Now you can track movements of sharks

Now you can track movements of sharks

It is the Week of the Sharks throughout the year at Ocearch, an organization dedicated to providing data on marine to scientists. He has tagged 416 animals, including whales, turtles, seals and dolphins. But the star of this story are the sharks.

You can see the trip of animals tagged in semi-real time while they ping your location on ocearch.org. You’ll see that Miss May, a female white , was circling around Frying Pan Shoals in North Carolina at 11:04 p.m. on June 18. Jane, another white female, is relaxing next to Nags Head on the Outer Banks (the last time she did ping her location there was at 11:07 a.m. on June 18). Cabot, a male white , has been a traveler, making his way from Nova Scotia to South Florida and all the way north to Maine again. The last time he checked in with the scientists was at 5:42 a.m. on June 14.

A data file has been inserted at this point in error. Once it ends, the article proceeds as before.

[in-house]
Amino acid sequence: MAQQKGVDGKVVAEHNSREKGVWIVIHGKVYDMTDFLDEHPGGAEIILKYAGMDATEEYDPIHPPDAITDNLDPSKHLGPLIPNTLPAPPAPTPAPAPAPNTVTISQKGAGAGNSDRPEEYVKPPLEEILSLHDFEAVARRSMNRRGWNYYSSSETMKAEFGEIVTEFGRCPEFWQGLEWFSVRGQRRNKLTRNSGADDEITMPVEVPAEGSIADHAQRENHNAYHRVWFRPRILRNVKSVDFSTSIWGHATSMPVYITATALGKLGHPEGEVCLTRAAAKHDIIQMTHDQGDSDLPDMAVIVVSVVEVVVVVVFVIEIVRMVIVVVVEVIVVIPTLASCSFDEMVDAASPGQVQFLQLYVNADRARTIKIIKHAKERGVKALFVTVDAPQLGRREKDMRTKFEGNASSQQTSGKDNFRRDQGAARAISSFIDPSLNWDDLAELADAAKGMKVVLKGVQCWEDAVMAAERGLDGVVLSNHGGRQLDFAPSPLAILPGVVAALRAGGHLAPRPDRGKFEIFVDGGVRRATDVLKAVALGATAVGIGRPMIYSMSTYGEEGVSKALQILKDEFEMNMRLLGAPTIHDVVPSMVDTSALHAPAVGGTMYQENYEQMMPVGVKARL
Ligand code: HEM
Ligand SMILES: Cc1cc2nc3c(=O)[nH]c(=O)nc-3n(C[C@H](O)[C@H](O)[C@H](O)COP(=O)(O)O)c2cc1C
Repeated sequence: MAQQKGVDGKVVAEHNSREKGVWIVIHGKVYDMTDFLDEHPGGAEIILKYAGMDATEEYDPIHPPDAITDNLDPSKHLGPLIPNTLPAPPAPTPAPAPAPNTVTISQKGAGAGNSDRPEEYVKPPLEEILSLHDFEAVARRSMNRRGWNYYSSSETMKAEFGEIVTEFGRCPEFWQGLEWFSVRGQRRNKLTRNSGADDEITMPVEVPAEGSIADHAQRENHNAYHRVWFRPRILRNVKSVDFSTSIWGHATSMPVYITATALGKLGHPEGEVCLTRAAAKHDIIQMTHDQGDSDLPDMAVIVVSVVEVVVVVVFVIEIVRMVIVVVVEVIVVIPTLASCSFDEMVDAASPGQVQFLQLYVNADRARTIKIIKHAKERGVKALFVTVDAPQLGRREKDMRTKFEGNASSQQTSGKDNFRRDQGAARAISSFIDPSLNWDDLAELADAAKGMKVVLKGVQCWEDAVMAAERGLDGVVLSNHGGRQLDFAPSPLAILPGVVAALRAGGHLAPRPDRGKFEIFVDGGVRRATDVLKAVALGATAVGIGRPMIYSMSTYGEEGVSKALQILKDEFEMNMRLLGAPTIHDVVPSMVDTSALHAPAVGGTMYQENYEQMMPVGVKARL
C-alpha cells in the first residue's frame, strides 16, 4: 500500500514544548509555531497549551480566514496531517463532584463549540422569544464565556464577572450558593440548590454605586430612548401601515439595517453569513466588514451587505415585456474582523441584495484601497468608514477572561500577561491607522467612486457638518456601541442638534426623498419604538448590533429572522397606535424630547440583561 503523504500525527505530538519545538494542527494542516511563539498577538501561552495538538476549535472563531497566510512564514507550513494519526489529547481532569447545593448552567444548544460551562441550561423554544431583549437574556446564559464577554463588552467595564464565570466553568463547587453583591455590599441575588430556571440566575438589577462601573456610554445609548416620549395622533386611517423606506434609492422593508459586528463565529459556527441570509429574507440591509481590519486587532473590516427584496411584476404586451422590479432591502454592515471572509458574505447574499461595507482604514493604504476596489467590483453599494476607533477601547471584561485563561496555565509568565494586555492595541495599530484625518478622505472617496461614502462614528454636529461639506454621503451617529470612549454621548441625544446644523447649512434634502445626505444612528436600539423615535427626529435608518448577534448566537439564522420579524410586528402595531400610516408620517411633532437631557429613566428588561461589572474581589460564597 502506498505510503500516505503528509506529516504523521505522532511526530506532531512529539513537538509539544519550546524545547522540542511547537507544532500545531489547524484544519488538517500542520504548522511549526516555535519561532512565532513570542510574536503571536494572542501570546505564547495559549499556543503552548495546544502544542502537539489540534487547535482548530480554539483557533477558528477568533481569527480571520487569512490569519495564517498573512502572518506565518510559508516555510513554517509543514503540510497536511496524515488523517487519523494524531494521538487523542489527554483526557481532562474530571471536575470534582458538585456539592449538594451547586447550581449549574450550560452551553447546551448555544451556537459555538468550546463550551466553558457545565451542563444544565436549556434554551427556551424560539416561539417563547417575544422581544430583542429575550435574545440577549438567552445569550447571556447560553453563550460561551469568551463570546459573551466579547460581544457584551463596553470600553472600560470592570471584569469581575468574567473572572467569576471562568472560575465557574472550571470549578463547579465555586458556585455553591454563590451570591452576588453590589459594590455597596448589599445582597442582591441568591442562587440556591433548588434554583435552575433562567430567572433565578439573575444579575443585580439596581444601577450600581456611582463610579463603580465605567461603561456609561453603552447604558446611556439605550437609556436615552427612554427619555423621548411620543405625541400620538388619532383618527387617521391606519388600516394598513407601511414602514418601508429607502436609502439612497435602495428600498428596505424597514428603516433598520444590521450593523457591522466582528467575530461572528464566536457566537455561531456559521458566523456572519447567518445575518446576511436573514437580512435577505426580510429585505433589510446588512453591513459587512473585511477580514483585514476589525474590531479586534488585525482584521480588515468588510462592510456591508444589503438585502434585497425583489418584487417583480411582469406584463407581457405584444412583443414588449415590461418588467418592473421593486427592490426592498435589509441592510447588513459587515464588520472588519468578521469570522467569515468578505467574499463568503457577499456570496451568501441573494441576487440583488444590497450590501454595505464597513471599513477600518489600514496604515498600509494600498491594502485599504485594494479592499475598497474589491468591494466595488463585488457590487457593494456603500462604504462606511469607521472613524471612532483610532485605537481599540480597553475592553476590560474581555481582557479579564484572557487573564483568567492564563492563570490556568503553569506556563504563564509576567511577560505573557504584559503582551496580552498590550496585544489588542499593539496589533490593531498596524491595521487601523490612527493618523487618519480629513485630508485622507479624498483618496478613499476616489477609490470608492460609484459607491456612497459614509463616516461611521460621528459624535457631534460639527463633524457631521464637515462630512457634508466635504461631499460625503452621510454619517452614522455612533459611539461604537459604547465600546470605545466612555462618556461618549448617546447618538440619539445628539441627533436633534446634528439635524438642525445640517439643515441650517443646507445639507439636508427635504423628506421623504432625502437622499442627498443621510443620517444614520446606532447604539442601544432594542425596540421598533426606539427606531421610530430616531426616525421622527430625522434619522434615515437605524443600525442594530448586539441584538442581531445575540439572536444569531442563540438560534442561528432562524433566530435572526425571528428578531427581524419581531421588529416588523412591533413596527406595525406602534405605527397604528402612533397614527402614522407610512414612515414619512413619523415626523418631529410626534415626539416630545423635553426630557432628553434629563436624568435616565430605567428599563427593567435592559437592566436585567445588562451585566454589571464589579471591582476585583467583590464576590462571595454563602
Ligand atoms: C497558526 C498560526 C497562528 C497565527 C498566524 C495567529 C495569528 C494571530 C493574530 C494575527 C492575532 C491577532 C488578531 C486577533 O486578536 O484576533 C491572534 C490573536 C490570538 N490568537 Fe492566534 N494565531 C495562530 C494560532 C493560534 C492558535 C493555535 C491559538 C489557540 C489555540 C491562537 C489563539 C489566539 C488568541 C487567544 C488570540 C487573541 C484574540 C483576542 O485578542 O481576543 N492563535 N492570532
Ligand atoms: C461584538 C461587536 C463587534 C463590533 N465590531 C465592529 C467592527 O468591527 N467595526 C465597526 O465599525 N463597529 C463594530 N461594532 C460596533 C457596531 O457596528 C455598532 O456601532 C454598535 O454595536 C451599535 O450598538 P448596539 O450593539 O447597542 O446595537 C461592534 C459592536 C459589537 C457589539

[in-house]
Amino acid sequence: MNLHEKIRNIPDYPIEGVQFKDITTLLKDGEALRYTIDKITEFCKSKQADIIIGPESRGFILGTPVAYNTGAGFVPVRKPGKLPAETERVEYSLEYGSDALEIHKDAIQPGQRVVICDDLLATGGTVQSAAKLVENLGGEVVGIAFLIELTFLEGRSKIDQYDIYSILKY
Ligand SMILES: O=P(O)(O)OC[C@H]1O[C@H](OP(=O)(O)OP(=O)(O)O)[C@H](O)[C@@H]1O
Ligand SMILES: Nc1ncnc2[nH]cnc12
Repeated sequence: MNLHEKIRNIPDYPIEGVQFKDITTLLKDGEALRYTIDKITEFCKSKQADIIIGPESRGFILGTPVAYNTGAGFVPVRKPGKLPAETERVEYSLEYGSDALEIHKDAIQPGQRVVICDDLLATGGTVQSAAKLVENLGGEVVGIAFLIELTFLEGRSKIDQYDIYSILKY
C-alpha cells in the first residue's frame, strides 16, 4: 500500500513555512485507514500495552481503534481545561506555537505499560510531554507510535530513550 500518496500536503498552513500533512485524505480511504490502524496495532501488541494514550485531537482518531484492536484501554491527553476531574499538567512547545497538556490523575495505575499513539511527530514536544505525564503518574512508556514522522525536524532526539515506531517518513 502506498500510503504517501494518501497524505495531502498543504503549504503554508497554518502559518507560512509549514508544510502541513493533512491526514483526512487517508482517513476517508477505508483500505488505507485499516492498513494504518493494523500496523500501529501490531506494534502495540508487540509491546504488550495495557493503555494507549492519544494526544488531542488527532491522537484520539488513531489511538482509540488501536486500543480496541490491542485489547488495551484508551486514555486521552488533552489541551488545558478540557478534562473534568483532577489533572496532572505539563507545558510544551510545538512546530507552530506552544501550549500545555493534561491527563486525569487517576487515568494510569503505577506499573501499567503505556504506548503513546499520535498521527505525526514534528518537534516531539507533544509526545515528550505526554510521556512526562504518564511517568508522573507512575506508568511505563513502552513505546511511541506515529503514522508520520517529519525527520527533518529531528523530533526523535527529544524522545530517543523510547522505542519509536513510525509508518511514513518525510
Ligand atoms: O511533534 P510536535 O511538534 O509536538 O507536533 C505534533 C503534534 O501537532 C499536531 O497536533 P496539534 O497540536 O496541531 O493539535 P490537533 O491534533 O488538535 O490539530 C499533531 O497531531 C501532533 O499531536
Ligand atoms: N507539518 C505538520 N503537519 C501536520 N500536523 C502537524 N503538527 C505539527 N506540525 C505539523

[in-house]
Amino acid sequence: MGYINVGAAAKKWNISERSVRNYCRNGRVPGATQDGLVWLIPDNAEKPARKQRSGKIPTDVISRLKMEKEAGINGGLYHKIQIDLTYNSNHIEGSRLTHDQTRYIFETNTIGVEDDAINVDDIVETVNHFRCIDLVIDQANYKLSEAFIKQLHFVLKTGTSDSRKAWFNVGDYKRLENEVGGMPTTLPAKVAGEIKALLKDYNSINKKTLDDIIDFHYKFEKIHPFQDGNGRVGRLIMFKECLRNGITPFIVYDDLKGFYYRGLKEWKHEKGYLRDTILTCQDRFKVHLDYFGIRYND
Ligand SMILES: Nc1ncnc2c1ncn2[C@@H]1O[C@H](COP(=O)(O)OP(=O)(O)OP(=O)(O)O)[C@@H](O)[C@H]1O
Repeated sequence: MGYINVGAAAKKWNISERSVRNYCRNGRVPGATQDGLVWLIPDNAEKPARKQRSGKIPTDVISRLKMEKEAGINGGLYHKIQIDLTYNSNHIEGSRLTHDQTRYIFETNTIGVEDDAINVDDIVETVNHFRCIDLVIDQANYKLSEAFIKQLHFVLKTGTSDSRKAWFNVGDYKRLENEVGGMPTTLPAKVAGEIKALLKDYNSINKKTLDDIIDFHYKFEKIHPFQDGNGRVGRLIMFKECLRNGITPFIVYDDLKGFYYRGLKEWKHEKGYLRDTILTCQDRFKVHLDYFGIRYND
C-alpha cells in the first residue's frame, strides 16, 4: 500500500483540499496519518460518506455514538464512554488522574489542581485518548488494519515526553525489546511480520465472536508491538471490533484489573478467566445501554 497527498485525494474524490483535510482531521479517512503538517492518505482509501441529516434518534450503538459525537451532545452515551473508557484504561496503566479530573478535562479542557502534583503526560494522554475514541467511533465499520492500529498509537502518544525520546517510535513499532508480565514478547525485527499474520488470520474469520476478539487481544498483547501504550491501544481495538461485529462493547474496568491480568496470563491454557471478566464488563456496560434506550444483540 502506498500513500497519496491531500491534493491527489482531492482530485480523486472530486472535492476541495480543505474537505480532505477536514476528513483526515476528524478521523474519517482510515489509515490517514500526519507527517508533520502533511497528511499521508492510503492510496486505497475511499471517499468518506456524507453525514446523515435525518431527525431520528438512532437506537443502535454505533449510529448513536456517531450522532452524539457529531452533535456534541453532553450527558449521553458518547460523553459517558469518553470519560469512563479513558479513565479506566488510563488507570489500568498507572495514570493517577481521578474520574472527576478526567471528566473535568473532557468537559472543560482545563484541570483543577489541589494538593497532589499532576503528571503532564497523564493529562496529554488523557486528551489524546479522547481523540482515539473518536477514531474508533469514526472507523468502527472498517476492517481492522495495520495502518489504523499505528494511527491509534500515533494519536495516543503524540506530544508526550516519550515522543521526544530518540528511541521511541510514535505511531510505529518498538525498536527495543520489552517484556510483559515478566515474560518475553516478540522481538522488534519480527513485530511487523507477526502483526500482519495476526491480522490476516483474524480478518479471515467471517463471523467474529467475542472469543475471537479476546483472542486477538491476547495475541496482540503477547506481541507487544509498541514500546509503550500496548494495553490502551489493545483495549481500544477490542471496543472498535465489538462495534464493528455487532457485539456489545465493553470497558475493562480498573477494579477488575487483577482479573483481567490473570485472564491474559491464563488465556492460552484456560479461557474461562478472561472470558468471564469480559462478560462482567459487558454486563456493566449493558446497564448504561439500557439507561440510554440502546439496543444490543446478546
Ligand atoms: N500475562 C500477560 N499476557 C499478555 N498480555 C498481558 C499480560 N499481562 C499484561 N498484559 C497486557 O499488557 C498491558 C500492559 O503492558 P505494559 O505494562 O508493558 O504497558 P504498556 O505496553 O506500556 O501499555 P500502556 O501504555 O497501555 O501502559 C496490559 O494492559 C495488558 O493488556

We saw lots of dolphins, saw lots of different fish, but seeing sharks was very rare, they were out there, don’t get me wrong, but they were generally below the surface where the general public and even coast guards didn’t see them.